Feb 9, 2022Liked by Applied Complexity Science

I really appreciate this distinction. In my work working with software teams, I’ve encountered a recurring challenge re: ways to encourage a locally (team-scoped) autonomy around the details of an initiative from “above” - course-to-fine offers a thought-provoking guide for how to approach the superficial tension inherent in that goal. ;)

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Feb 1, 2022Liked by Applied Complexity Science

Quite provocative. A siren warning against a priori design rigidity. The self-organizing pattern design algorithms might be mind-blowing as self-generating NFTs. Just a thought

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I think the write up here is great, and the concept of coarse to fine is very useful to understand for anyone involved or wants to be involved in system design.

That said, something bothers me about the terminology.

Blueprints are usually just a coarse level description of the constraints of the system (e.g. what you said about where the houses go and where the farm goes and the boundaries between them).

Sometimes they might contain multiple levels of details. For example, a blurprint for building a house might describe the boundaries between rooms (doors/walls/windows), and at a finer level, it might describe where the core "fixtures" go, like faucets and toilets and bath tubs. These are constrained by the boundaries set at the higher level.

I'm not an architect or a civil engineer, so I don't know to what level of detail do they usually go, but my point is that blueprints per se are not at odds with the concept of designing coarse-to-fine.

When it comes time to actually implement the blueprint (e.g., build the house), the people on the ground will probably have a lot of leeway in how they handle the details.

The specific examples you gave in Part I strike me as examples of premature design that is divorced from reality.

The case of requirements-deriven engineering is something I'm familiar with. Where you have some sort of business analyst writing up documents describing the system in details that don't actually make sense when you put them together.

The problem here is not lack of coarse-to-fine levels of details. There usually *is* mulitple levels of details. They usually do lay out the general plan first, and describe the system at a coarse level, and then dive into the details as they go.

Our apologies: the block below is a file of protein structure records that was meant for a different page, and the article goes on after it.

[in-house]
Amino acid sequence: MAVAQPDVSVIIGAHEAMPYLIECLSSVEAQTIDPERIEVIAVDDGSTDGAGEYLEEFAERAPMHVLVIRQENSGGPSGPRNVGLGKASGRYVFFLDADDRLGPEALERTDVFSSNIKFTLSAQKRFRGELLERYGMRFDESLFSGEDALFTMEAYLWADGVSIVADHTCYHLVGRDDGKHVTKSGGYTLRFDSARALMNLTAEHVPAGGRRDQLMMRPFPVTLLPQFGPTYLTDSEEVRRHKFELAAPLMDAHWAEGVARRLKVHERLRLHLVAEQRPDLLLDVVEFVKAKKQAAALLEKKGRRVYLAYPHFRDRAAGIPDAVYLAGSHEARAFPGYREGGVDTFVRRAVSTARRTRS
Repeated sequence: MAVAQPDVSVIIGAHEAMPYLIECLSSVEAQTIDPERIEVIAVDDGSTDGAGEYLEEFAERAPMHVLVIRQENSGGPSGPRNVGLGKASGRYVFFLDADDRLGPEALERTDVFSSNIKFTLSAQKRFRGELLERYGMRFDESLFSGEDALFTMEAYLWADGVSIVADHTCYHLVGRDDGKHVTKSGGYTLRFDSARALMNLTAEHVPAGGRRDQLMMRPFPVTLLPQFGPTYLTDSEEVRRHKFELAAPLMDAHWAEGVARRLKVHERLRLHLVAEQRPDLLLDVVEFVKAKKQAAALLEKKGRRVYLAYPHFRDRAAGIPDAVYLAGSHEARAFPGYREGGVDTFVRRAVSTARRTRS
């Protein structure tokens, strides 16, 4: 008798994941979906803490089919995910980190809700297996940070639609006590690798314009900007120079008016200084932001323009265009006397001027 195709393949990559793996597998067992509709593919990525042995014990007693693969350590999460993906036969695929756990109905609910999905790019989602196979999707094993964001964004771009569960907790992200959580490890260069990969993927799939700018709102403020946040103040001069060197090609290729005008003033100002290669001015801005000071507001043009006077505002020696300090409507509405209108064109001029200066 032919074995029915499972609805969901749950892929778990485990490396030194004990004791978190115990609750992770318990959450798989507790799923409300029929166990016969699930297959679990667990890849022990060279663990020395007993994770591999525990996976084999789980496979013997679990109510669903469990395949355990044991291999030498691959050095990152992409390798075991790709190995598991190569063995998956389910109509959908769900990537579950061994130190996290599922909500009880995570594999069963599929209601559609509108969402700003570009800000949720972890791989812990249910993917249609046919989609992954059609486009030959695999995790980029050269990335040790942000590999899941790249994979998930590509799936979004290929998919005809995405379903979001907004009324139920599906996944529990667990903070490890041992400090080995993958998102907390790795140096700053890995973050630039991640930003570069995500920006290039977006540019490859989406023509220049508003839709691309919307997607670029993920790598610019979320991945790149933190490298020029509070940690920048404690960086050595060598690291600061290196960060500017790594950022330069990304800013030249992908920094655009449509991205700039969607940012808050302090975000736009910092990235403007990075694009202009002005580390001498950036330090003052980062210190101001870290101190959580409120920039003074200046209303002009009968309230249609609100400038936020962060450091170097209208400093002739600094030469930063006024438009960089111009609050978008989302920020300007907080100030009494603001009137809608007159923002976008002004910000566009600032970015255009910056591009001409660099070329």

Rather, the problem is that it was all designed up front, without the feedback loop you get from working on something hands on.

My experience of programming is like this: you start with an idea of what you want, but as you start building out the thing, you start seeing and noticing a lot of things that you never thought of before. The act of doing creates new input to your mind; this is feedback. The feedback causes you to adjust/alter your plans/design. This process continues and that's why it's called a feedback loop, or "iterating" on an idea/design.

With premature design, you don't get any feedback, so there's nothing that informs your design; it's all based on ideas that haven't been tested.

When you design with feedback loops, you can change the boundaries at the upper (coarser) levels too, if after a while you realize that the way you have them now are preventing the system from evolving into the direction you want it to evolve. So you not only start at the coarse level and adjust the finer levels as you go over time, but you can also go back (or up) to the coarse level and adjust it too. Although it's usually costly, and it might only be a thing in software engineering, because of its mostly non-physical nature.

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I agree totally that part of the essential distinction is whether a design is done a priori or not. And indeed a "blueprint" plan might contain multiple granularities and even be generated in a "coarse-to-fine" way. So that is a reasonable critique with the language.

With that said, what I tried to show in the coarse-to-fine section of the article, is a representation of the evolution of *the system* as a coarse-to-fine process. If "the system" were the blue prints themselves, they will indeed benefit form such a flow from coarse-to-fine. When they become fixed as representations for *some other* system to conform to, they become "blueprints" as such, even if their details are multiple.

I liked the cell automata as a toy model of this process because at each stage there is no plan, just self-organizing processes allowing things to sort themselves out.

Terminology is always fraught, but your point is noted, the feedback and iterative nature of the "coarse-to-fine" approach is essential in the practice of building.

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